Page 1982 - Week 06 - Wednesday, 25 June 2008
five years. Statistics suggest that 45 per cent of this increase was attributable to the house component.
This is where the modelling gets tricky. Having looked at this modelling, I was not able to see anywhere where it actually drills down on some of these growth figures. If we look at the growth in house prices, as opposed to land prices, over the past few years a number of factors have gone into that. It is unclear to me whether Treasury has taken account of all these different things, and I will give an example.
Houses are generally bigger now than they were five years or 10 years or 20 years ago. Are we saying that the price of a 12-square home is more now than it was five or 10 years ago, or are we saying that the price of an average home, which is now 15, 18 or 20 squares, is more than it was five or 10 years ago? That is unclear to me. Perhaps the Treasurer can enlighten us in his speech by actually drilling down on some of those figures.
It certainly is of concern to me to be given these figures that say the house will depreciate. We know that land is always the better part of the equation—they are not making any more of it. We know that houses get run down over time and cost money to maintain and are, in real terms, in terms of growth, worth less than land. So they are either going backwards or, depending on what we read into this Treasury analysis, going forward very, very slowly. We do have a real concern with that aspect.
There are two real problems. The modelling suggests that it is only going to help a tiny number of people. That in itself is not a problem, but if we have got a scheme that helps a tiny number of people and then potentially puts a number of people into negative equity, then that is a scheme that is very difficult to support because we may well get more harm than help out of this scheme. That is our concern. Certainly the projection that only 20 land renters will graduate to full land ownership after five years suggests that it is only a small number of people. These depreciation figures lead us to suggest that under this scheme a number of people may go backwards.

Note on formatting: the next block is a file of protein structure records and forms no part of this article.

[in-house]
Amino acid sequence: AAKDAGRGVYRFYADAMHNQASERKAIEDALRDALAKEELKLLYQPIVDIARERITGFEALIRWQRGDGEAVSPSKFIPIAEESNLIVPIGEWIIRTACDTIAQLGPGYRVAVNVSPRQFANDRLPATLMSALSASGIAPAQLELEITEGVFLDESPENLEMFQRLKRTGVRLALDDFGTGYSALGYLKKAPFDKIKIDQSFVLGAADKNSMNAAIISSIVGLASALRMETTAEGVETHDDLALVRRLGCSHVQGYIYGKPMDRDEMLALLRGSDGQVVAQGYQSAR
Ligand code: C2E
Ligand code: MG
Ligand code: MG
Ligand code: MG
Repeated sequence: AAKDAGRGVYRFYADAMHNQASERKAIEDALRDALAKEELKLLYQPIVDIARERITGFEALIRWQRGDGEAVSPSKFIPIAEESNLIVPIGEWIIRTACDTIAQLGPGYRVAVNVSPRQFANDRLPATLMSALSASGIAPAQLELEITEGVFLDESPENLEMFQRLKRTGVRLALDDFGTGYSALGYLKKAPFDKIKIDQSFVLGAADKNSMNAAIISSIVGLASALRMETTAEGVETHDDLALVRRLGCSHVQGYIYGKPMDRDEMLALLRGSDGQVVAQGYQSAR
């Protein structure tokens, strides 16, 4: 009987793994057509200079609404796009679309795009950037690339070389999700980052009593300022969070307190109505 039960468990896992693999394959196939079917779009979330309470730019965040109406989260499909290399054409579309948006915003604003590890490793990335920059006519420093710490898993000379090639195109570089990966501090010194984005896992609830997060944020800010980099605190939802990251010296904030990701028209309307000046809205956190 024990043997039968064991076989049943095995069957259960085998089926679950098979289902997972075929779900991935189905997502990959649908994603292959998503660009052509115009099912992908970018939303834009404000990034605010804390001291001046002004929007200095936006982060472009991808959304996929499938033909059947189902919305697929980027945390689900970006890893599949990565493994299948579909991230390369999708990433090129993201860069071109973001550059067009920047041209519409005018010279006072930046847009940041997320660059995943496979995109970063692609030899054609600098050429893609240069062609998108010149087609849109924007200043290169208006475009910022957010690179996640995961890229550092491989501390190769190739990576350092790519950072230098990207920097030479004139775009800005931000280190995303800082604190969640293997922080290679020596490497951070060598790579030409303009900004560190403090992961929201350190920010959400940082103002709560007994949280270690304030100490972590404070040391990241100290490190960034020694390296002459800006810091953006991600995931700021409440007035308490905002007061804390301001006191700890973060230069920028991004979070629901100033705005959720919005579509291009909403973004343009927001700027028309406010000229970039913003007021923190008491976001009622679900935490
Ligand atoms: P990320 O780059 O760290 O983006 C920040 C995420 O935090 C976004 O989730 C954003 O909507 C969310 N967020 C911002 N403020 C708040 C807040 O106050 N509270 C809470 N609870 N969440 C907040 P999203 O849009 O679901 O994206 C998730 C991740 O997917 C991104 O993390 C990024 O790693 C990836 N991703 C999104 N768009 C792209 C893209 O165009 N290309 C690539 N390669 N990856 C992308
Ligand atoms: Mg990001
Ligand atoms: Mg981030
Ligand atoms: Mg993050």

We recently heard in the news that New Zealand has a form of land rent that has worked for years. We have looked up that New Zealand scheme. There is such a scheme. The Papakainga lending scheme provides loans in respect of houses on Maori land, but not in respect of the land. There are similarities to what Labor is proposing, but there are also important differences. The Housing New Zealand Corporation is the only organisation that will lend for Papakainga housing because no bank in New Zealand is prepared to lend. The HNZC loans are underwritten by the taxpayer. I have here a New Zealand cabinet minute from 2008, which states:
The Papakainga programme of lending for houses on Maori land provides access to finance for Maori to buy or build houses on Maori land. Other commercial lending products are not available.
I also have an extract from the latest published annual report for the Housing New Zealand Corporation. That report states that there were only 10 such loans on Maori land in the 2006-07 financial year. Even for a taxpayer funded scheme, that is a pretty poor take-up.